By Andreas Yilma, Staff Writer
NAUGATUCK — Shelby Adams knew as a child she wanted a career where she could help people, but she didn’t know exactly what that career would be.
Adams flirted with pursuing veterinarian medicine due to her love of animals, but said ultimately she could never put an animal down. Instead, she chose another compassionate career — teaching.
“The pride and joy of just being in the classroom with them (students) and just being able to have that experience of touching lives,” Adams said about the fulfillment she gets from being a teacher.
Adams, 34, was born and raised in the borough and went through Naugatuck Public Schools. After graduating from Naugatuck High School, she earned a bachelor’s degree in English from Eastern Connecticut State University and a master’s degree in secondary education from the University of Bridgeport. She is working on her sixth-year certificate in educational technology through the Dominican University of California’s online program.
Her career path brought her back to the borough 10 years ago when she started teaching seventh-grade language arts at City Hill Middle School — a position she still holds.
Three years ago she took on more duties as a English and civics teacher for Naugatuck Adult Education.
Adams said the thought of teaching adult ed terrified her at first because of the challenge of going from a classroom of middle school students to one with adults sitting behind the desks. She decided venturing out of her comfort zone would help her grow professionally, though. After a few classes, she realized teaching adult ed was amazing.
“Knowing that my adult students come from different countries to better themselves and their families is such a huge life-changing event. Their brave actions really helped me to put things into perspective,” Adams said. “Me being nervous to teach adults is nothing compared to the feeling they must have when it came to leaving their home countries to come to the United States.”
Adams said she learns just has much from her adult students as they do from her.
“I truly feel that there’s so much that I learn from them with their dedication, their commitment. They teach me about their countries, they teach their language, they teach me all about their cultures,” said Adams, who has picked up a little Portuguese during her time teaching adult ed. “I really feel we learn both ways. Everybody is learning.”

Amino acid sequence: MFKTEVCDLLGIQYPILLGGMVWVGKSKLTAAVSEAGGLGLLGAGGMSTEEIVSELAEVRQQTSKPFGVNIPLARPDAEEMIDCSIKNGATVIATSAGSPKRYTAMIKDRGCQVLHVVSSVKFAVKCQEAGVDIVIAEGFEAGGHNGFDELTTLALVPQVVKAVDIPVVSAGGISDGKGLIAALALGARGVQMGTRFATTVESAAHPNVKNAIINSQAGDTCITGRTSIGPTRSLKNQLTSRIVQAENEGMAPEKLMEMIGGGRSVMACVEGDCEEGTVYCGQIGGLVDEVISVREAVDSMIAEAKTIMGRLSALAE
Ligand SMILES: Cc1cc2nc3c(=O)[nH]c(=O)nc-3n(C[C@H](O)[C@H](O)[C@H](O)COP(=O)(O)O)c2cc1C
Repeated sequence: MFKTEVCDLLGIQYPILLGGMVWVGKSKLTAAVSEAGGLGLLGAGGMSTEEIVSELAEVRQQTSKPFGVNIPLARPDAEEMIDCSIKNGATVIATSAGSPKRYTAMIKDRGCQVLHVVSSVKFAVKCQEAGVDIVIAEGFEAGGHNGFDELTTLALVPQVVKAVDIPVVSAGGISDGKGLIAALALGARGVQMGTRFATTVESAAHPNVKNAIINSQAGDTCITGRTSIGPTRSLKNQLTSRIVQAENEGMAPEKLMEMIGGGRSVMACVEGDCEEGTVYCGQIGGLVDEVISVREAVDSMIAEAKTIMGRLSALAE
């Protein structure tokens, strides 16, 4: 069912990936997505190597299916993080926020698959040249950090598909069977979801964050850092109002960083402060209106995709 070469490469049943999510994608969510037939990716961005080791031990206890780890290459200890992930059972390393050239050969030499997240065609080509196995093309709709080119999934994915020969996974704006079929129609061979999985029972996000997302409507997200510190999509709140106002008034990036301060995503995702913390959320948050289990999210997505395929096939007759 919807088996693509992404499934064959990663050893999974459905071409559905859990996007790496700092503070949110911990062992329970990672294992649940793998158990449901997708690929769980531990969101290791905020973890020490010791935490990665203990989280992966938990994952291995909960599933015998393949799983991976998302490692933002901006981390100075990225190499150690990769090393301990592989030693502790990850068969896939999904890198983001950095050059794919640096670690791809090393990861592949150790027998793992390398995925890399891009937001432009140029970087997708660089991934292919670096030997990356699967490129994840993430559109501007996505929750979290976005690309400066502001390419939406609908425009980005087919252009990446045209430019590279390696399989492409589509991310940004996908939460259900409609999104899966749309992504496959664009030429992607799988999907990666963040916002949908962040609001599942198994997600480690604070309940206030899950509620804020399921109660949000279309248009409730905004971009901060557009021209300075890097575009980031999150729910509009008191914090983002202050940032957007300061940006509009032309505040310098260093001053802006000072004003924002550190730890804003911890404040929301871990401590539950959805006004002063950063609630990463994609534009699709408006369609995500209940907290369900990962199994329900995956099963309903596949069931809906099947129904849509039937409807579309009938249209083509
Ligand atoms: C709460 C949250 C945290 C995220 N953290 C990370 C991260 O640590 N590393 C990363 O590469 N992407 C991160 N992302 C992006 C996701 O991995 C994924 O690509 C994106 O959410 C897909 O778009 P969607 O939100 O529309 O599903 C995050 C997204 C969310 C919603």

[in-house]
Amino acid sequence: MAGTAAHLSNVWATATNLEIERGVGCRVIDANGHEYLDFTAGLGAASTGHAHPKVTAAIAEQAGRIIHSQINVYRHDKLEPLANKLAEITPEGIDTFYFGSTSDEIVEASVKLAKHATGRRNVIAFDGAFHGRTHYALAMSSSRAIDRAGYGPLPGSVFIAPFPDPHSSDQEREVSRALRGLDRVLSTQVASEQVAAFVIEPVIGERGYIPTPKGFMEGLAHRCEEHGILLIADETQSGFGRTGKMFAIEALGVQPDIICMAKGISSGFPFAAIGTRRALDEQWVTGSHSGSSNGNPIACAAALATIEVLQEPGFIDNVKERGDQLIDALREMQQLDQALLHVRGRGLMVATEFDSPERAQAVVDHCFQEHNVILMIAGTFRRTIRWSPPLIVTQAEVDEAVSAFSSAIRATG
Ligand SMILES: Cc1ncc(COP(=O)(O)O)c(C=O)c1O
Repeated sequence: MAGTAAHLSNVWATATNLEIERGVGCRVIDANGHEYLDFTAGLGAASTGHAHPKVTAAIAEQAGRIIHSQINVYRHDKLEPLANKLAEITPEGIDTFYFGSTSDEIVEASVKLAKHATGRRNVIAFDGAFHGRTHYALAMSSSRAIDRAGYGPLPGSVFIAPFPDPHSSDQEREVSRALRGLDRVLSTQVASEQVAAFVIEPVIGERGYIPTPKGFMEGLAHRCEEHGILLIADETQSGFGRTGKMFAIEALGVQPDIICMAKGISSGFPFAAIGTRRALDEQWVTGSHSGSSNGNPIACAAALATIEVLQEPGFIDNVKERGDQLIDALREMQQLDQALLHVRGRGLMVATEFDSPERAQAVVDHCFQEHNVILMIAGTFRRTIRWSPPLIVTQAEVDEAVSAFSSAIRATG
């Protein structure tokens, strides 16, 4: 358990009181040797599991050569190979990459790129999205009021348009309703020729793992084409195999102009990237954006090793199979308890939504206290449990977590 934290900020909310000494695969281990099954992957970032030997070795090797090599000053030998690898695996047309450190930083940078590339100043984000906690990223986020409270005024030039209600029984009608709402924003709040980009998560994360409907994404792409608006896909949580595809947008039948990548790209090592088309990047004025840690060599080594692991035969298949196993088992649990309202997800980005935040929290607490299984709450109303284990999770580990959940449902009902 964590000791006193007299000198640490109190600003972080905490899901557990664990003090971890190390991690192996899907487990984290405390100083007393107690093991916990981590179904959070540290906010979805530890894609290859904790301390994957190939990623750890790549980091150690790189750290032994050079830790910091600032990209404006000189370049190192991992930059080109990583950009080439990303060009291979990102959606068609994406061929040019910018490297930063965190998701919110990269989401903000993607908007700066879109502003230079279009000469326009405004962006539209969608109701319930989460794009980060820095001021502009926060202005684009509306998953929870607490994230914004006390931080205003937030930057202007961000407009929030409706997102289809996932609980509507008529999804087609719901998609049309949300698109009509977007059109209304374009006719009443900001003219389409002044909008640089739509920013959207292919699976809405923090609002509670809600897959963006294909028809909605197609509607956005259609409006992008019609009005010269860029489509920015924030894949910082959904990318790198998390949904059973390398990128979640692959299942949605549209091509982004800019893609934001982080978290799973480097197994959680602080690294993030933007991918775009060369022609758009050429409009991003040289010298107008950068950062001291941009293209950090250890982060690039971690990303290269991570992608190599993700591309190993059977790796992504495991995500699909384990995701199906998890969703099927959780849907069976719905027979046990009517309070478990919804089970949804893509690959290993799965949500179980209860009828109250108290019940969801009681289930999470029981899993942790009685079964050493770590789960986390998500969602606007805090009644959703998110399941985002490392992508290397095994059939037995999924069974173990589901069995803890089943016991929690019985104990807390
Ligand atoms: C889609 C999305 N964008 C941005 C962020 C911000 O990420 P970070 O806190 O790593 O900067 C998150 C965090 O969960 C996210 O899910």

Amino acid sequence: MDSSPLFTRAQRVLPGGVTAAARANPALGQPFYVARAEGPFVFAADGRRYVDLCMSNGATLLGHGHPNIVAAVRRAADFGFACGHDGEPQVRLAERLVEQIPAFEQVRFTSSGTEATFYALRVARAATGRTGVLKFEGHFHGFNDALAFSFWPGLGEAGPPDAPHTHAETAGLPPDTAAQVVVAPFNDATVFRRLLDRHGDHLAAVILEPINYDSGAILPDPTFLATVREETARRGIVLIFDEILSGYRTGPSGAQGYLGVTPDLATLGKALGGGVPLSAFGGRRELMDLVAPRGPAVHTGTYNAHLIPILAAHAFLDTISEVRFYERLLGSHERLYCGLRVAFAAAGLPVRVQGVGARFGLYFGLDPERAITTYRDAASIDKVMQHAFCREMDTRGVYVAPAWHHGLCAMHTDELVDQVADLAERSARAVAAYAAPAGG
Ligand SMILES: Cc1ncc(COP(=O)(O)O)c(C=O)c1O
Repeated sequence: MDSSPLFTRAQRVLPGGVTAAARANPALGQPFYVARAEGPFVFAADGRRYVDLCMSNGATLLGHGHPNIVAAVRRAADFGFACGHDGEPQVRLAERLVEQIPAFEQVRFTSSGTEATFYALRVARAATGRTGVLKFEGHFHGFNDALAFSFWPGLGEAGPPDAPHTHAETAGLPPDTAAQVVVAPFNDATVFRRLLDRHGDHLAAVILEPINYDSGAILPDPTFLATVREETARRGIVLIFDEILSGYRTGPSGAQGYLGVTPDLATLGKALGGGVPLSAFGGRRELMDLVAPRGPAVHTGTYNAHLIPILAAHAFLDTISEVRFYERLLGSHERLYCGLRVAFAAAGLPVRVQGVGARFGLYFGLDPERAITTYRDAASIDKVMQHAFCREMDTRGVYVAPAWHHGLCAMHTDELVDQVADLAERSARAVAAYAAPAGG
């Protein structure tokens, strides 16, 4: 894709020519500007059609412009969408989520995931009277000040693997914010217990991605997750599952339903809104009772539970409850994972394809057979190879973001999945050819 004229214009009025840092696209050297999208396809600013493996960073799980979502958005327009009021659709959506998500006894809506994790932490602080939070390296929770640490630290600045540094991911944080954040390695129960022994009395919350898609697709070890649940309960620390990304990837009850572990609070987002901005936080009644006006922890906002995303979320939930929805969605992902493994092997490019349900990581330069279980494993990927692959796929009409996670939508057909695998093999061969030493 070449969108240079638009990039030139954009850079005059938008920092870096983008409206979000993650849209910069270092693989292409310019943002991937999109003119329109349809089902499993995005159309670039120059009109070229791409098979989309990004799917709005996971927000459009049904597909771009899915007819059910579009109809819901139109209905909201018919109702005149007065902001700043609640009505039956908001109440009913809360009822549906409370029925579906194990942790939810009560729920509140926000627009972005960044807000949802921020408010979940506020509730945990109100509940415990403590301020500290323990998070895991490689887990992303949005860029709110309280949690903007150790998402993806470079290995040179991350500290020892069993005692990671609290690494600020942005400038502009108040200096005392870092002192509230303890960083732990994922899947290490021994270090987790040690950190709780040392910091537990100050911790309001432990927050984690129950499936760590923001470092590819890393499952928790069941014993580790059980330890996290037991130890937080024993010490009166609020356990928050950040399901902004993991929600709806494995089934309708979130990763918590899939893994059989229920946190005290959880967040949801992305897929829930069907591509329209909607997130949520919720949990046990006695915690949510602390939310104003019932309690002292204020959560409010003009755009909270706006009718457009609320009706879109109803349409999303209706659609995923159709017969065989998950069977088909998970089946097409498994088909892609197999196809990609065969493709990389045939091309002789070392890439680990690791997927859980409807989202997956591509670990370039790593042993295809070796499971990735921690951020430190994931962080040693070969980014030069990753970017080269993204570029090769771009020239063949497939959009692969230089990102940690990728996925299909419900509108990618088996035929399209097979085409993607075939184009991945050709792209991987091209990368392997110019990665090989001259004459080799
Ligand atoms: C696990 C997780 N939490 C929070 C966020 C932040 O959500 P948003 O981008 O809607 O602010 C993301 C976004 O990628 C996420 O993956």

Adams was named a 2020 Educator of the Year by the Connecticut Association of Adult and Continuing Education for her work with adult ed. She is one of three winners of the award. The others are Jamie Rainville, a teacher with the state Department of Corrections, and Denise Spellman, an educator with New London Adult Education.
Winners are chosen by three CAACE judges based of their knowledge, expertise and contributions to their programs. Naugatuck Adult Education Director Heather Pelletier nominated Adams.
CAACE Awards Co-Chairman Sarah Mulvehill said it wasn’t hard to choose Adams.
“She goes above and beyond every day for her students. She is also very willing to help her fellow teachers,” Mulvehill said. “It’s very easy to work with her. It was an easy decision to nominate her.”
On a regular day, Adams arrives at City Hill Middle School at 7:20 a.m. and heads home to Meriden at around 3:30 p.m. On the days she teaches adult ed — Mondays and Tuesdays — she returns to the borough at about 6 p.m. for her 6:30 p.m. adult ed class and gets home at about 9 p.m.
Her adult ed classes can have students ranging from 18 to 60 years old. The lessons vary including how to talk to doctors, build a resume, or apply for a job or citizenship.
As tired as she may feel on those long days, driving back to Naugatuck to teach adults rejuvenates her, Adams said.
“It gives me so much energy knowing that when my students walk in the classroom, they’re so excited to be there and they want to learn,” Adams said. “They are so committed and dedicated. They’re such hard workers, that it makes me work even harder for them, especially to give them what they need, not just any old lesson.”
Adams said she was shocked when she learned earlier this year she had been named a 2020 Educator of the Year. She found out in an email and thought officials made a mistake or it might have been a scam.
Adams said there are thousands of amazing adult educators and teachers in the state who put tremendous effort into their work.
“It’s very rewarding and it’s an honor,” Adams said. “Sometimes I still don’t believe it.”
Adams admitted being a teacher is challenging some days, especially amid the COVID-19 pandemic, and she sometimes questions why she does it. But, in the end, being a teacher fills her with pride.
“When you hear from your students what a difference you’re making, when you don’t even realize you’re making that difference, that’s what matter the most because you never know the lives that you’re impacting by the most simple things that you’re doing each day,” Adams said.